15 May 2019

Review: Cloudstreet

Malthouse Theatre

11 May 2019
Merlyn Theatre
19 June

Cloudstreet. Malthouse. Photo by Pia Johnson

The 1991 novel Cloudstreet won WA writer Tim Winton his second of four Miles Franklin Awards. It's a book that's easy to find in op shops as it's studied at high school, has been a telly mini-series and is one of those books that needs to be seen in bookcases.

The 1988 Black Swan and Company B Belvoir stage adaption by Nick Enright and Justin Monjo brought a new generation to the story as it toured Australia and went to London.

Matt Lutton directs the new Malthouse production. He's from Perth and says how reading the book helped him "understand what it meant to be growing up on Perth". Now, he lives in Melbourne and this Cloudstreet is more about its far-reaching themes than a reflection on living in the most isolated capital city in the world.

In the early 1940s, circumstance, luck or God bring the Pickles and the Lamb families to share a sprawling house in suburban Perth: 1 Cloud Street. Each family have challenges, successes and tragedies – and the threat of a serial killer – over the 20 years it takes for their stories to become one. It can be seen all on one night or split into two.

The stage adaption naturally cuts and condenses the novel. The pig doesn’t make the cut, but the third person narration does and is given directly to the characters. Talking about themselves in the third person creates intimacy as the audience become confessor and are allowed to know more than we see. But Lutton's new production brings the story even further into now. The most powerful changes are the introduction of Noongar language – the house is on Noongar land – and the "Black Man" character has become a male and a female storyteller. This helps to honour the story of the women who once lived, and now haunt, the house and, supported by a racially diverse, makes the story less about the people who lived there in the mid-20th century.

Cloudstreet. Malthouse. Photo by Pia Johnson

This is supported by having a small cast playing multiple roles. The bigger picture is evident, but it doesn't help make the story clear. There are times when it's confusing as to who are Pickles, Lambs, storytellers or new characters. Even something as simple as a cast list and synopsis in the program would help.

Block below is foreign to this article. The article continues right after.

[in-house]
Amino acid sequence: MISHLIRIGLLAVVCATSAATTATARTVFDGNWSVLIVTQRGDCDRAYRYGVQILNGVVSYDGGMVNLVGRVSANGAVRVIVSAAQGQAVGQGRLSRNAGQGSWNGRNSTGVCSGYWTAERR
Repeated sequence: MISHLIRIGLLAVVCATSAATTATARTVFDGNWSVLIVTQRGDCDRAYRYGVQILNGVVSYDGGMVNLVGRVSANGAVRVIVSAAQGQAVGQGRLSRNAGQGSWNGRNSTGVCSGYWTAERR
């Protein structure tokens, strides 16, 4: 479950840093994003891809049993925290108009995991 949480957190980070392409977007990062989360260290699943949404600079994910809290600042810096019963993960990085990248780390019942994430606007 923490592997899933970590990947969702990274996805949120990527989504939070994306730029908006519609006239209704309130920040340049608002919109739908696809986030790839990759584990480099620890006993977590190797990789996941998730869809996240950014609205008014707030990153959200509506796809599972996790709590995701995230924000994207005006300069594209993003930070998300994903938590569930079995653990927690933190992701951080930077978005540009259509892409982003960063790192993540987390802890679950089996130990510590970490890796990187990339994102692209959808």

The actors with one character are much stronger. Natasha Herbert and Bert LaBonte are Dolly and Sam Pickles. Alison Whyte and Greg Stone are Oriel and Lester Lamb. Each bring a compelling understanding of the characters and the added complexity of seeing them with an empathy that can be missed in the book. Herbert lets Dolly be loved far more than she ever allows her herself to be loved; Whyte shows how Oriel hides her broken soul; and LaBonte and Stone each find a different kind of acceptance, determination and lovability in Sam and Lester.

As the story moves into the latter years, it becomes that of Rose Pickles (Brenna Harding), Quick Lamb (Guy Simon) and ultimately Fish Lamb (Benjamin Oakes), the favourite child who nearly drowns and suffers brain damage. Harding also brings a complexity to Rose and lets her make decisions rather than face consequences; Simon captures Quicks constant guilt; and Oakes lets Fish always react with a mix of wonder and patient acceptance that one day he will go back to the water.

Cloudstreet. Malthouse. Photo by Pia Johnson

At first view, Zoe Atkison's design looks like it's embodied the themes and motifs of the story with dark waves and hints of ghosts on its three sides. The stage floor of old thick floorboards and hidden walls that slide in and out, like the lift doors on Star Trek, hint at the old house and its many rooms. But as the rooms are indistinguishable, the design doesn't capture the house as the titular character that wants the families gone as much as it wants them to stay.

While there are some mighty powerful moments with complete black outs and a flooding stage, the story often feels too literal. Its magical realism of rowing through fields, swimming through stars, and Quick Lamb glowing is told far more than is seen. This ultimately makes it feel like a family-saga-cum-soap-opera, which seems to flow against the bigger Dreaming story that’s also being told.

This Cloudstreet isn’t the same as the book, the mini-series or of the first famous production. Its version is very much one seen through a contemporary point of view. This is its strength and part of the reason it doesn’t resonate as strongly as it could. None of which should will stop Cloudstreet lovers from seeing and loving it.

And if you don’t know what the fuss is about, grab a copy from an op shop for a couple of gold coins. For what it's worth, I like the book.

No comments:

Post a Comment